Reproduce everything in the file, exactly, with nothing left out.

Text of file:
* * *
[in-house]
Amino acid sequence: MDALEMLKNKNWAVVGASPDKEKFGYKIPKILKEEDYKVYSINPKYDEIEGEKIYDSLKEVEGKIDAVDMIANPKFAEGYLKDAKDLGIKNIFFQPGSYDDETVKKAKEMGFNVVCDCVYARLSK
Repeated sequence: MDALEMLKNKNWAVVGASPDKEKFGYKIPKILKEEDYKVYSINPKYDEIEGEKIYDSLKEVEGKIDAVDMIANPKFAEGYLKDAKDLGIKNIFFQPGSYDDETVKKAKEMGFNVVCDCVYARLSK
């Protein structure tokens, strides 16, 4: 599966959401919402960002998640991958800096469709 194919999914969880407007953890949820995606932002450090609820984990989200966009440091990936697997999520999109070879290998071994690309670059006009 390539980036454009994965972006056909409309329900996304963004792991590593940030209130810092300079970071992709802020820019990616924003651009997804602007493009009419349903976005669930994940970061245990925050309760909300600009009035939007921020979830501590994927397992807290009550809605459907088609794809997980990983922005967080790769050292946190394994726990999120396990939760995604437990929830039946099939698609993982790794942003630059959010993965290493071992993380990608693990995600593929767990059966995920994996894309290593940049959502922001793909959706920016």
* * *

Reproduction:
[in-house]
Amino acid sequence: MDALEMLKNKNWAVVGASPDKEKFGYKIPKILKEEDYKVYSINPKYDEIEGEKIYDSLKEVEGKIDAVDMIANPKFAEGYLKDAKDLGIKNIFFQPGSYDDETVKKAKEMGFNVVCDCVYARLSK
Repeated sequence: MDALEMLKNKNWAVVGASPDKEKFGYKIPKILKEEDYKVYSINPKYDEIEGEKIYDSLKEVEGKIDAVDMIANPKFAEGYLKDAKDLGIKNIFFQPGSYDDETVKKAKEMGFNVVCDCVYARLSK
């Protein structure tokens, strides 16, 4: 599966959401919402960002998640991958800096469709 194919999914969880407007953890949820995606932002450090609820984990989200966009440091990936697997999520999109070879290998071994690309670059006009 390539980036454009994965972006056909409309329900996304963004792991590593940030209130810092300079970071992709802020820019990616924003651009997804602007493009009419349903976005669930994940970061245990925050309760909300600009009035939007921020979830501590994927397992807290009550809605459907088609794809997980990983922005967080790769050292946190394994726990999120396990939760995604437990929830039946099939698609993982790794942003630059959010993965290493071992993380990608693990995600593929767990059966995920994996894309290593940049959502922001793909959706920016």